It must be a slow news week at the Independent Record this week, as the paper ran essentially the exact same editorial today that they ran less than two weeks ago, questioning the firing of Betsy Baumgart.
Four top Commerce Department managers have left with little notice or under unexplained circumstances in a period of about six months. Coincidence? Signs of a department shake-up? Without an explanation, gossip and speculation abound.
Is there a connection between these personnel changes? Is there move afoot to shake up the Commerce Department? Or are the ousters acts of simple vindictiveness, rooted in differences of opinion or partisan politics?
Given that I enjoy experimenting with new forms of journalism, I thought I would try my hand at editorial writing in this new style.
Two editorials, published within twenty days of one another, neither supported by one bit of new reporting in the newspaper, has led to gossip and speculation across the editorial offices at Intelligent Discontent. Does someone have a personal relationship clouding news judgment? Are the stories simple vindictiveness? Does someone at the Independent Record own stock in Travelocity and was upset by the governor’s remarks? Who knows?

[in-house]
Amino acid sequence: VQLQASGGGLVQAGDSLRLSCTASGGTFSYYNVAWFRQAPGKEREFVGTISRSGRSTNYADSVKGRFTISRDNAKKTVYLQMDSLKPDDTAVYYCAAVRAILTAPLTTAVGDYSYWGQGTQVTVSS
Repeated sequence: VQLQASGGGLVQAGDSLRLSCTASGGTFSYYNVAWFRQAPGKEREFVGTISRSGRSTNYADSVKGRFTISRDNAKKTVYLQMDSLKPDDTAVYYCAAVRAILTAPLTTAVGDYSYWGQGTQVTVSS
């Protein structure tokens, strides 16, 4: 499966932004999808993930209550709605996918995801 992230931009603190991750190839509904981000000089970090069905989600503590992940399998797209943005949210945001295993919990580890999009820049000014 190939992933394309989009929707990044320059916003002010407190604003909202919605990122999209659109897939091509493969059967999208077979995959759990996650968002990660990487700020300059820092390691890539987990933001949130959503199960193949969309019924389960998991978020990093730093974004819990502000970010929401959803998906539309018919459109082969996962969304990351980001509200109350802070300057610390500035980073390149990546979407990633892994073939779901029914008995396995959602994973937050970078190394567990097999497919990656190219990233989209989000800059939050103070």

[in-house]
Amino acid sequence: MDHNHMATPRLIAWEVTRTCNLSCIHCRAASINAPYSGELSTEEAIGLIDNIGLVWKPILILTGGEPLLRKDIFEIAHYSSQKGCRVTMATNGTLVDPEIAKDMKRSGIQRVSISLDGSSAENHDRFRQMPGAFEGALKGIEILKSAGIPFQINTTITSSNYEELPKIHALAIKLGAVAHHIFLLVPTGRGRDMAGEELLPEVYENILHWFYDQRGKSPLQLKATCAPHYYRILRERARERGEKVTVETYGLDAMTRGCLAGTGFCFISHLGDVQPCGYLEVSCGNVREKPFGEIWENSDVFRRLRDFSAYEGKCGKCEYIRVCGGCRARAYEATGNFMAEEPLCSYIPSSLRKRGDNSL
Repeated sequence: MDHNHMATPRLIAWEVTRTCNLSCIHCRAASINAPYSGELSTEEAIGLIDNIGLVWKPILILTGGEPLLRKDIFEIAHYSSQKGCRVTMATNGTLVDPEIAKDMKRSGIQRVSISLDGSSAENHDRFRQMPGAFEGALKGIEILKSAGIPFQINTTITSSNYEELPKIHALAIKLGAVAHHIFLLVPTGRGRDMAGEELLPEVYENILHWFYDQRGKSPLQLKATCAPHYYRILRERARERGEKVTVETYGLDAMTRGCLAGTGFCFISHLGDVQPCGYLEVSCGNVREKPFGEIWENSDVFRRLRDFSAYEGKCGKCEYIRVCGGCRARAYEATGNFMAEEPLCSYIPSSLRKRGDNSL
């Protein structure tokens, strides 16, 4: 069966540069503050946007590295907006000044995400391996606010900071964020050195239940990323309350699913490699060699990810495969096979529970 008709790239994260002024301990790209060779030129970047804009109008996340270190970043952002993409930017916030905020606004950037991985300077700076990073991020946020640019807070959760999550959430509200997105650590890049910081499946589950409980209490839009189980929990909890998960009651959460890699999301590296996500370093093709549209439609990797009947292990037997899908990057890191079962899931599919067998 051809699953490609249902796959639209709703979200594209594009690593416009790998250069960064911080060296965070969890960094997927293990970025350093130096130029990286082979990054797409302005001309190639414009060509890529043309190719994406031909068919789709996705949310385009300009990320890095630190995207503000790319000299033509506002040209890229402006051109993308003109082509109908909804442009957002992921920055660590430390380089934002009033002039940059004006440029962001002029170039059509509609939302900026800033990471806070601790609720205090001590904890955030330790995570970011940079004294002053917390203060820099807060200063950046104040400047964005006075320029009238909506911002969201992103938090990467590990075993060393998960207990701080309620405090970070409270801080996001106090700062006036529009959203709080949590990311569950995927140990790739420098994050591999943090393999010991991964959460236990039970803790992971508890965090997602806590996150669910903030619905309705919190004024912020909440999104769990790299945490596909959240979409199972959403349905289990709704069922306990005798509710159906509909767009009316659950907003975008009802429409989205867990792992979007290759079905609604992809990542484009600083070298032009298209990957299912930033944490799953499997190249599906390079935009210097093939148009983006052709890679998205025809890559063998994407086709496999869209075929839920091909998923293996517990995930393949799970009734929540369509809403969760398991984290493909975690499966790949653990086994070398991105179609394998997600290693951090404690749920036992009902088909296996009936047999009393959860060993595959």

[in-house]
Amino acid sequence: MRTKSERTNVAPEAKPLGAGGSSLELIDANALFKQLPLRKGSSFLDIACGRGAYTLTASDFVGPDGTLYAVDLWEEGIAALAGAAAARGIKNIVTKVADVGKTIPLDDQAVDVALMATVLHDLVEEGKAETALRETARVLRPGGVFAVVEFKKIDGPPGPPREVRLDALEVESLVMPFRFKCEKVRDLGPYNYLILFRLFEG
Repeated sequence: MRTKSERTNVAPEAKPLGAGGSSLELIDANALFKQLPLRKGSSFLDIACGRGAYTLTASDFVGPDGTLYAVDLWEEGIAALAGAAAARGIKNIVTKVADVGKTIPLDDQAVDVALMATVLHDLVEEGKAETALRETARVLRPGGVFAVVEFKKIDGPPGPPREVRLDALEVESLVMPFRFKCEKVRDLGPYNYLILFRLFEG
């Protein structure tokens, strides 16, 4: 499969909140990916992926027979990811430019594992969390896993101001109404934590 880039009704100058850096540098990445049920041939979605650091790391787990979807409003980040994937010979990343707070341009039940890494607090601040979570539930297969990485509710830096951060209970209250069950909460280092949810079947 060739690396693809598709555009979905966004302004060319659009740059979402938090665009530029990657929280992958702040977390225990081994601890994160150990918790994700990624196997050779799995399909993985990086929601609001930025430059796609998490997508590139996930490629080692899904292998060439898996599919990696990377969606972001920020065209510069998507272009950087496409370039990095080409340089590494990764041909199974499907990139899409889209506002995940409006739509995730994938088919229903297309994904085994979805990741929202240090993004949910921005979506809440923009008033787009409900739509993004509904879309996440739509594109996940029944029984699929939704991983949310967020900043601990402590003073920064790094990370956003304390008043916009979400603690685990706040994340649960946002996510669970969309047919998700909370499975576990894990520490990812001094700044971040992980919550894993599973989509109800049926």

It’s especially frustrating because today’s editorial isn’t even intellectually honest. The last editorial criticized the Schweitzer administration for not releasing enough information. It would seem that the goalposts moved just a bit in today’s editorial, however:
Last week, Baumgart filed a grievance over her dismissal and the state, which earlier had said it couldn’t discuss the case for privacy reasons, fired back early this week with a 103-page response, outlining in detail the alleged grounds for the firing.
It would seem that the Schweitzer administration did exactly what the IR called for, doesn’t it? It would seem this editorial should commend them for putting a little sunlight on the situation, but for some reason, that hasn’t happened.
Finally, a note on an unusual claim in today’s editorial, which asserted, “at this point in the dispute, there have been no facts established, leaving us with little more than the current he-said, she-said accounts.”
103 page document, full of supporting data on one side. A claim of political motivations on the other.
It seems that the IR has a different definition of “fact” than the rest of us. This editorial proves it.